I was going to visit Barcelona, Spain in February and meet up with relatives who had stayed there before. They had previously stayed at a reasonably priced hotel in the centre of the city.I tried to find out more information on the Internet, but unfortunately they did not have their own website and was listed on one of those sites that you could add your own comments and photos to.
The photos of the room (taken by a previous guest) did not too exciting so I searched the Internet for alternatives. Hotel prices in Barcelona appear to be fairly high, even in February so being resident in England and knowing that Bed and Breakfast accommodation in the UK and Ireland and the Chambre d'hôtes (equivalent) are good value tried searching for Bed and Breakfast accommodation in Barcelona.I soon found a place that was in the city centre, had en suite accommodation and called itself "A comfortable, quiet and modern Bed and Breakfast in the most central place of Barcelona"..Arriving at the place on a warm February evening, we were shown the place.
2nd floor apartment with a double room with en suite facilities, plus communal lounge, 2 further twin bedrooms and bathroom and a kitchen. The place looked like the good photos on the owner's website. One thing was missing ? Breakfast. Now in Britain and Ireland the B & B business has traditionally provided a cooked breakfast although more and more establishments are now providing a croissant/rolls and coffee/tea continental type breakfast, as you would find in France.
In this Barcelona B & B after 5 nights stay there was no breakfast!.Upon my return home, I took another look at their web site. In small print was the phrase "Another advantage of this bed and breakfast is the full equipped kitchen where guests can prepare their own breakfast, lunch or dinner, or help themselves to cold drinks or fresh fruit whenever they want.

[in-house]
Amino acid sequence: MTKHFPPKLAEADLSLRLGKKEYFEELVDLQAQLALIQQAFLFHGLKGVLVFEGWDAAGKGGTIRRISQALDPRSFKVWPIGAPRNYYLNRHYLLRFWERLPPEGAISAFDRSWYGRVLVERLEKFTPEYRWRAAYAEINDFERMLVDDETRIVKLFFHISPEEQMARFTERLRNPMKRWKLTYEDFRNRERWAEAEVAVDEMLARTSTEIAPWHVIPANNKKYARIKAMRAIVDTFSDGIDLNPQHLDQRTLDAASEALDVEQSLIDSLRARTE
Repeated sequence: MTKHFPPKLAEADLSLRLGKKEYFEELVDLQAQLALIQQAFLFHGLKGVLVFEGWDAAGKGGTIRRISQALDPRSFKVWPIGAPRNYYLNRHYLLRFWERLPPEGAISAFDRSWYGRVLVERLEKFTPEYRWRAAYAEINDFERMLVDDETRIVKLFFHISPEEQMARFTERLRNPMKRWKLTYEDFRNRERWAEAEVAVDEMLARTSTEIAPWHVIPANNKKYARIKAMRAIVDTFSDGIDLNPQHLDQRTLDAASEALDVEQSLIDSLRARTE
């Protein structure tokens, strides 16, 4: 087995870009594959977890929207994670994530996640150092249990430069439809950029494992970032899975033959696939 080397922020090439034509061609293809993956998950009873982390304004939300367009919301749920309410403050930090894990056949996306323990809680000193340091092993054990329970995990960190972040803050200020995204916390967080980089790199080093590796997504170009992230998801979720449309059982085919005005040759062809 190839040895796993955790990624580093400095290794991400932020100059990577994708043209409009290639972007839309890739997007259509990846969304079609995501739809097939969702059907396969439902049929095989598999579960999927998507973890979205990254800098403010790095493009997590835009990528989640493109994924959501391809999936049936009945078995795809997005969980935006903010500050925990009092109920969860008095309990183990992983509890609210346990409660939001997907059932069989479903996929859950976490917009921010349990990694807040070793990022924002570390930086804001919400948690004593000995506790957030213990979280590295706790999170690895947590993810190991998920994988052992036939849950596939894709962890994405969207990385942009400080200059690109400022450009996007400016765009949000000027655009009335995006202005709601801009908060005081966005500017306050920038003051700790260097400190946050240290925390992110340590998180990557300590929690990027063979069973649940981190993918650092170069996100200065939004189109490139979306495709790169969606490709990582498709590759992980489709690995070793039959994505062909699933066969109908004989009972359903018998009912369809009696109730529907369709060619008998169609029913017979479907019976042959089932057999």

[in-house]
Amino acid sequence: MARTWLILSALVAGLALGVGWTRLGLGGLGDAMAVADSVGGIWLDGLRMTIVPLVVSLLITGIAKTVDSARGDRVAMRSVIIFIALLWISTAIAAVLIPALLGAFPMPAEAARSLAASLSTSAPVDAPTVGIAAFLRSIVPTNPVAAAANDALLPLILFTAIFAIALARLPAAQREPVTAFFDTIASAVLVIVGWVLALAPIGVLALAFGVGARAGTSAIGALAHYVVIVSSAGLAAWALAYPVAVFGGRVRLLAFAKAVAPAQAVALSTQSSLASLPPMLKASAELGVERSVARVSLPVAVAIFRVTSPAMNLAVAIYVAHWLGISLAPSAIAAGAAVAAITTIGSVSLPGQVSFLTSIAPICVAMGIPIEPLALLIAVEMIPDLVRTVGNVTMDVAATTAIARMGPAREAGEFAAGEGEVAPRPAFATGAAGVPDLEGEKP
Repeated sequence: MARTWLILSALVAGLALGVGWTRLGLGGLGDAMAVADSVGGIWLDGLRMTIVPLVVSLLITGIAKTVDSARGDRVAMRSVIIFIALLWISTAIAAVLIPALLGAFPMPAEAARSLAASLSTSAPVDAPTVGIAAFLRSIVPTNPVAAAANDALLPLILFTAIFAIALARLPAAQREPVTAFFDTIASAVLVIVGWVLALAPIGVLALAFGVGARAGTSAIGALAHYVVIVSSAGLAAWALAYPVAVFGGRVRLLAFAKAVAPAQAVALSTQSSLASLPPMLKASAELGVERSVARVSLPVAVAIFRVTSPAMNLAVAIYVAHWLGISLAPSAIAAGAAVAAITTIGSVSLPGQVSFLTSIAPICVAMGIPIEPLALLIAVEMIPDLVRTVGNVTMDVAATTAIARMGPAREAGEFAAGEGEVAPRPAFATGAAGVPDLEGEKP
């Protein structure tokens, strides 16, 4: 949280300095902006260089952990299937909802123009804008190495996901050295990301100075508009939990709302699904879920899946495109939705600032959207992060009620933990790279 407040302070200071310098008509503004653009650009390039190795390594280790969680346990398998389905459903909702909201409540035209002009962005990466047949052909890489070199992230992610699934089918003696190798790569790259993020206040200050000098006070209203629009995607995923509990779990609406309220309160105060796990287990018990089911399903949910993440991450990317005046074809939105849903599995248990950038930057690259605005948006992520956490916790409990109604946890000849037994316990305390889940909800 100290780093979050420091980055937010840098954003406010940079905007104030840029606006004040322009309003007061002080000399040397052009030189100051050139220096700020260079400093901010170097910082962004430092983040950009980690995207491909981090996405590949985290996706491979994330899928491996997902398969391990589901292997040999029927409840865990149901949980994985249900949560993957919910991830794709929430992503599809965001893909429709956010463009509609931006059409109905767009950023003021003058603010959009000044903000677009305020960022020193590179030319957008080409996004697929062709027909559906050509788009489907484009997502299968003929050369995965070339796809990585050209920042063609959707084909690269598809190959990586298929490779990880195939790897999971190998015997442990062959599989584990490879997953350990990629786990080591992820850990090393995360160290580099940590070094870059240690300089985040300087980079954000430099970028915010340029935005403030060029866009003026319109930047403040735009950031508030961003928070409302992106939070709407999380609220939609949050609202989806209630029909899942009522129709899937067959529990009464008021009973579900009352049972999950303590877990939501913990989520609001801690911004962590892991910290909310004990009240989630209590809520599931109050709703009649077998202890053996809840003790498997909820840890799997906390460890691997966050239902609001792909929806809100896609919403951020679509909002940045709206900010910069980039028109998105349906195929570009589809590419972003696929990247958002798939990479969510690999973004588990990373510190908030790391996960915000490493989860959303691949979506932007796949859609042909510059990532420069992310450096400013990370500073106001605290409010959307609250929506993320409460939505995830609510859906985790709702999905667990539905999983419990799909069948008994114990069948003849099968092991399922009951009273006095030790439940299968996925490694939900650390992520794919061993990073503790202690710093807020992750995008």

" My comment would be ? although a modern kitchen, it did lack anything to make coffee with (no kettle) only a saucepan and considering the accommodation was for two other double rooms as well, the two small cups would not be much use! The operators of such establishments in Britain, France and Ireland could not get away with this and in the UK could be prosecuted under the Trade Descriptions Act. On the 2nd March 2006, I decided to email them.Dear Sir / Madam -You advertise "Bed and Breakfast" and when we stayed there for 5 nights in February, never had breakfast delivered.
Surely you should not be advertising your place as a Bed and Breakfast unless you actually provide breakfast? - I look forward to hearing from you. Regards Philip Suter .At the 9th March 2006, I had still not had a reply.
So much for good customer relations.If you are booking such a place, confirm by phone or email that if they call themselves a Bed and Breakfast that they actually serve it. They did state on the booking receipt sent by email that they wanted to be paid on arrival. What they did not state, was that they would want 10 euros extra to process a credit card.
My relatives stayed at the "not too exciting" hotel, it was not luxurious, but had the owners portrayed it themselves on a website and shown the room we visited then we would have stayed there. The price was much cheaper than the B & B and you paid extra for breakfast. (But you would have got it) Take care on your travels and if someone is offering bed and breakfast in Barcelona be prepared, although you might get a bed you might have to find your own breakfast somewhere else..Philip Suter is a Director of jml Property Services http://www.jmlproperty.
co.uk a UK based company offering Insurance products on line at http://www.jml-property-insurance.co.uk and a holiday home advertising service http://www.
jmlvillas.com and management training within the uk. He a travel writer and is a very experienced property consultant with over 30 years work in the Residential letting business in the UK and served on the National Council of ARLA. He is a Fellow of the National Association of Estate Agents (NAEA) and a Member of The association of Residential Letting Agents (ARLA).
By: Philip Suter